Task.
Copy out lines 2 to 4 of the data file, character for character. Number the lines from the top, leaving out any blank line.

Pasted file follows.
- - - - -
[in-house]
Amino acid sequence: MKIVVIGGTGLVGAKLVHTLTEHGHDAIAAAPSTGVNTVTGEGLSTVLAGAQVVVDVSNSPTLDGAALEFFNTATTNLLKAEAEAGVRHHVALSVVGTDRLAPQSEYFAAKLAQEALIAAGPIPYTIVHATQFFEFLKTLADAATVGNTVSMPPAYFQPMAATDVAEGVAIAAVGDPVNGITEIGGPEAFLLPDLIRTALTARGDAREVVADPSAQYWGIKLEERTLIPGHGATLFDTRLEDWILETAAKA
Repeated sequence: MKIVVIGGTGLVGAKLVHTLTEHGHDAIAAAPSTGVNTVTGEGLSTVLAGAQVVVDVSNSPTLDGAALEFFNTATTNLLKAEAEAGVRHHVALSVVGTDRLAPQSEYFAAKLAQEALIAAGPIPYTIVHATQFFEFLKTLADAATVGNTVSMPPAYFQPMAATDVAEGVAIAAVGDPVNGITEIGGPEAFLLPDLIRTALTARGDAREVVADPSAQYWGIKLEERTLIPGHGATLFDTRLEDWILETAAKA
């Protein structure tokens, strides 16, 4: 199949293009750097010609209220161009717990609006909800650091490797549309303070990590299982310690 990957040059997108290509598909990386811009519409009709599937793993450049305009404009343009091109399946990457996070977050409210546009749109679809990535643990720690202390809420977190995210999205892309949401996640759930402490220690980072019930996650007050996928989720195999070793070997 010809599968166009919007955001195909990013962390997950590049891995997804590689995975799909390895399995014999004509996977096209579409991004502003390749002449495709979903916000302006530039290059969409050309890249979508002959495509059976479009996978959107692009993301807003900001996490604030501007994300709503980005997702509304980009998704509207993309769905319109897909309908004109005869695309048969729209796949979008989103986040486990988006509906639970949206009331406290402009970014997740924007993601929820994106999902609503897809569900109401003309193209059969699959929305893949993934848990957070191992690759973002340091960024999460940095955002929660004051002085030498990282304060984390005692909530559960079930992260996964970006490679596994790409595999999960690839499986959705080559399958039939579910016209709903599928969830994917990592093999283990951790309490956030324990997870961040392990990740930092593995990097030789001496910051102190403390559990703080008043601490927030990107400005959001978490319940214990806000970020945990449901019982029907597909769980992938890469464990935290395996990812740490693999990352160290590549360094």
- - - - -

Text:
Amino acid sequence: MKIVVIGGTGLVGAKLVHTLTEHGHDAIAAAPSTGVNTVTGEGLSTVLAGAQVVVDVSNSPTLDGAALEFFNTATTNLLKAEAEAGVRHHVALSVVGTDRLAPQSEYFAAKLAQEALIAAGPIPYTIVHATQFFEFLKTLADAATVGNTVSMPPAYFQPMAATDVAEGVAIAAVGDPVNGITEIGGPEAFLLPDLIRTALTARGDAREVVADPSAQYWGIKLEERTLIPGHGATLFDTRLEDWILETAAKA
Repeated sequence: MKIVVIGGTGLVGAKLVHTLTEHGHDAIAAAPSTGVNTVTGEGLSTVLAGAQVVVDVSNSPTLDGAALEFFNTATTNLLKAEAEAGVRHHVALSVVGTDRLAPQSEYFAAKLAQEALIAAGPIPYTIVHATQFFEFLKTLADAATVGNTVSMPPAYFQPMAATDVAEGVAIAAVGDPVNGITEIGGPEAFLLPDLIRTALTARGDAREVVADPSAQYWGIKLEERTLIPGHGATLFDTRLEDWILETAAKA
């Protein structure tokens, strides 16, 4: 199949293009750097010609209220161009717990609006909800650091490797549309303070990590299982310690 990957040059997108290509598909990386811009519409009709599937793993450049305009404009343009091109399946990457996070977050409210546009749109679809990535643990720690202390809420977190995210999205892309949401996640759930402490220690980072019930996650007050996928989720195999070793070997 010809599968166009919007955001195909990013962390997950590049891995997804590689995975799909390895399995014999004509996977096209579409991004502003390749002449495709979903916000302006530039290059969409050309890249979508002959495509059976479009996978959107692009993301807003900001996490604030501007994300709503980005997702509304980009998704509207993309769905319109897909309908004109005869695309048969729209796949979008989103986040486990988006509906639970949206009331406290402009970014997740924007993601929820994106999902609503897809569900109401003309193209059969699959929305893949993934848990957070191992690759973002340091960024999460940095955002929660004051002085030498990282304060984390005692909530559960079930992260996964970006490679596994790409595999999960690839499986959705080559399958039939579910016209709903599928969830994917990592093999283990951790309490956030324990997870961040392990990740930092593995990097030789001496910051102190403390559990703080008043601490927030990107400005959001978490319940214990806000970020945990449901019982029907597909769980992938890469464990935290395996990812740490693999990352160290590549360094």